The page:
Although numerous studies of Frantz Fanon (1925-1961) are available, David Macey's massive biography is more complete and based on greater research than any previous work. In addition to revealing many details about Fanon's rather obscure life, the book provides interesting information about several parts of the world during a very turbulent period.
Fanon, a black man raised in Martinique, was embittered by his experiences with white racism, especially while he served as a soldier in the Free French Army. When later working as a French-trained psychiatrist in French Algeria, Fanon became one of the leaders of the movement for Algerian independence. His angry speeches and militant writings (Black Skin, White Masks  and The Wretched of the Earth ) inspired radicals and revolutionaries in both the Third World and developed countries.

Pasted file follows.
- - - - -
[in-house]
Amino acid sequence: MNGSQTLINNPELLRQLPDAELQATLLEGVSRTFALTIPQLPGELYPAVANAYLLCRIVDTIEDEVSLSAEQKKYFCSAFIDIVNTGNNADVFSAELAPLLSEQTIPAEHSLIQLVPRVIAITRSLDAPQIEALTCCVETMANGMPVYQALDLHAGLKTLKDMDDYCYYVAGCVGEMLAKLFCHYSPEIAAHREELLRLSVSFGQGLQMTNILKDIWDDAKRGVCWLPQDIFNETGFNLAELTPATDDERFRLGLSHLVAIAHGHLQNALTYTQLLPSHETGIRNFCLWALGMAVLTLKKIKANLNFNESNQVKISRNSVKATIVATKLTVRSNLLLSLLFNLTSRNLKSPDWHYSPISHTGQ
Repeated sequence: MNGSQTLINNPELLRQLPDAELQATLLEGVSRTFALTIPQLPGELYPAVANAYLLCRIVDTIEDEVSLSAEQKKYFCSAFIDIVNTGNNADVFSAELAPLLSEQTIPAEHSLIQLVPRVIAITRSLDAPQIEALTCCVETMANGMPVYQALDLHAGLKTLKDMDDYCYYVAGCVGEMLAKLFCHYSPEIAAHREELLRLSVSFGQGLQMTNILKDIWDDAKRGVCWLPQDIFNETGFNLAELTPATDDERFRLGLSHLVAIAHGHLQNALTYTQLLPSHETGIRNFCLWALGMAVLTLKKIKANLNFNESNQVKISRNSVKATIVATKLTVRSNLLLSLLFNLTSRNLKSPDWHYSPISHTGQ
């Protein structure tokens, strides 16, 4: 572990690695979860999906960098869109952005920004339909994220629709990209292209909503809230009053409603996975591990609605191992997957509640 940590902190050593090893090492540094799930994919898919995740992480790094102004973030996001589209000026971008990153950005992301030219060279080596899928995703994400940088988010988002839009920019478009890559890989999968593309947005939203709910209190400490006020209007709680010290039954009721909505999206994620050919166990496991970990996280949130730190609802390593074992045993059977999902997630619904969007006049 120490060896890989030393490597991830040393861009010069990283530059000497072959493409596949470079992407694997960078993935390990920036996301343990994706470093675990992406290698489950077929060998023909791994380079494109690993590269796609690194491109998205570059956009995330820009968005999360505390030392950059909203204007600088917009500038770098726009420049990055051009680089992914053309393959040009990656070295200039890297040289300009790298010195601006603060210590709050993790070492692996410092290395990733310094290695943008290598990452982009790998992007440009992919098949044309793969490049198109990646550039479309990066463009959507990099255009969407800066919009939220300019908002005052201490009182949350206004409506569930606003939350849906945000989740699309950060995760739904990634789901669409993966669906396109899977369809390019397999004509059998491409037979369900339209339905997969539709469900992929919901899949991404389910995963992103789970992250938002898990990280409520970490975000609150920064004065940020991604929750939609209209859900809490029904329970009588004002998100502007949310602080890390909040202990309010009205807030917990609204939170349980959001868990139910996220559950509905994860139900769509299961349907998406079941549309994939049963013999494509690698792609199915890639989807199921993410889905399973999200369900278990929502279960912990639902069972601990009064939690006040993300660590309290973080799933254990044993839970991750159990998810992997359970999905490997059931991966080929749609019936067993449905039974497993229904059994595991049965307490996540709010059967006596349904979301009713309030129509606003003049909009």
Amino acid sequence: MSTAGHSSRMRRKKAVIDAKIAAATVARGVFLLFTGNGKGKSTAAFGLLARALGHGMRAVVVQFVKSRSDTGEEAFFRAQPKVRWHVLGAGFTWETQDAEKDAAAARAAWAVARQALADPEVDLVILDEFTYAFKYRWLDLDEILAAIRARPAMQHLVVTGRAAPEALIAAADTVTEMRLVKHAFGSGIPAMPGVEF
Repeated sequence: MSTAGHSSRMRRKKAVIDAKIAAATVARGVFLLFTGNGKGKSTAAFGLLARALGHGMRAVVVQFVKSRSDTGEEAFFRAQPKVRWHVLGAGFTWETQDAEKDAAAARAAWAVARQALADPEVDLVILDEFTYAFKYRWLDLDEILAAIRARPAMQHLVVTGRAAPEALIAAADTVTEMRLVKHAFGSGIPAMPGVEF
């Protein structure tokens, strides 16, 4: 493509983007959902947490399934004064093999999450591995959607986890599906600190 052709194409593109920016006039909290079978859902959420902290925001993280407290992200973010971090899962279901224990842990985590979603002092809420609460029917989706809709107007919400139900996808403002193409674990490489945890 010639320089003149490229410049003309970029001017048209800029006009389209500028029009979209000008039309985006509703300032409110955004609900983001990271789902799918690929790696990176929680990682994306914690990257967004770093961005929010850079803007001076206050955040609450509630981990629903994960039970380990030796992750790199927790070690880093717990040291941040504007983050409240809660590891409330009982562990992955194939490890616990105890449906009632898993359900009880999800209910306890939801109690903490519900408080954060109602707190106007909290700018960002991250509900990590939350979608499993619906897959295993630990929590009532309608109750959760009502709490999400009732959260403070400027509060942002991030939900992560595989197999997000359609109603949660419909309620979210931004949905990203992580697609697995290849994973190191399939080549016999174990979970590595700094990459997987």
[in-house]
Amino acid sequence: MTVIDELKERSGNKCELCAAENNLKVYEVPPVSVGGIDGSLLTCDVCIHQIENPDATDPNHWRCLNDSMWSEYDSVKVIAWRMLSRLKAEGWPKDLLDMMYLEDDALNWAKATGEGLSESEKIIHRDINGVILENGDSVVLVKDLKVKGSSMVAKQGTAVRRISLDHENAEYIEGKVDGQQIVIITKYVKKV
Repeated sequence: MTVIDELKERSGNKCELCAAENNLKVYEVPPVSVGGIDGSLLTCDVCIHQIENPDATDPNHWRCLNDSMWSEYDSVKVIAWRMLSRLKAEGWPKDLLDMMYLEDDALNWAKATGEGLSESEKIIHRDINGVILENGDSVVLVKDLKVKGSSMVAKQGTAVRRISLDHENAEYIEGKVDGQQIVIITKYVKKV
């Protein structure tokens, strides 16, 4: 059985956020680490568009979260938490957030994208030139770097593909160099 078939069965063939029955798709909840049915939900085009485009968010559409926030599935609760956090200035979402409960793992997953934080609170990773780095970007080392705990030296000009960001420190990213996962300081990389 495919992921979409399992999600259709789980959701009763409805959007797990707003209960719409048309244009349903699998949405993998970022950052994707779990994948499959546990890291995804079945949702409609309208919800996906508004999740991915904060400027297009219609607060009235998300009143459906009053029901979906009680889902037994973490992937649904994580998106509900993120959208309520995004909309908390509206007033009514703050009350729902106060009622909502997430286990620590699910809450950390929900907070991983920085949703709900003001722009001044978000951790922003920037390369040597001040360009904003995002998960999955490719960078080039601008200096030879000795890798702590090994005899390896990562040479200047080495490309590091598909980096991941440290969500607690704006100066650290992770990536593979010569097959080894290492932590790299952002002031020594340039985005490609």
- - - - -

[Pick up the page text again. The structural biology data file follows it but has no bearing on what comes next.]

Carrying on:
Contrary to most accounts, Macey provides evidence that Fanon did not glorify violence, and that he only advocated its use as an instrumental means for promoting national liberation movements. Macey also demonstrates that he was not especially interested in Marxist theory, and that he distrusted communist parties and other authoritarian systems. Less convincing, however, is the assertion that Fanon's ideas were profoundly influenced by the vague existentialism of Jean-Paul Sartre.
Macey presents Fanon as a complex man whose humanistic values sometimes appeared inconsistent with his strong hatreds and his uncompromising intransigence.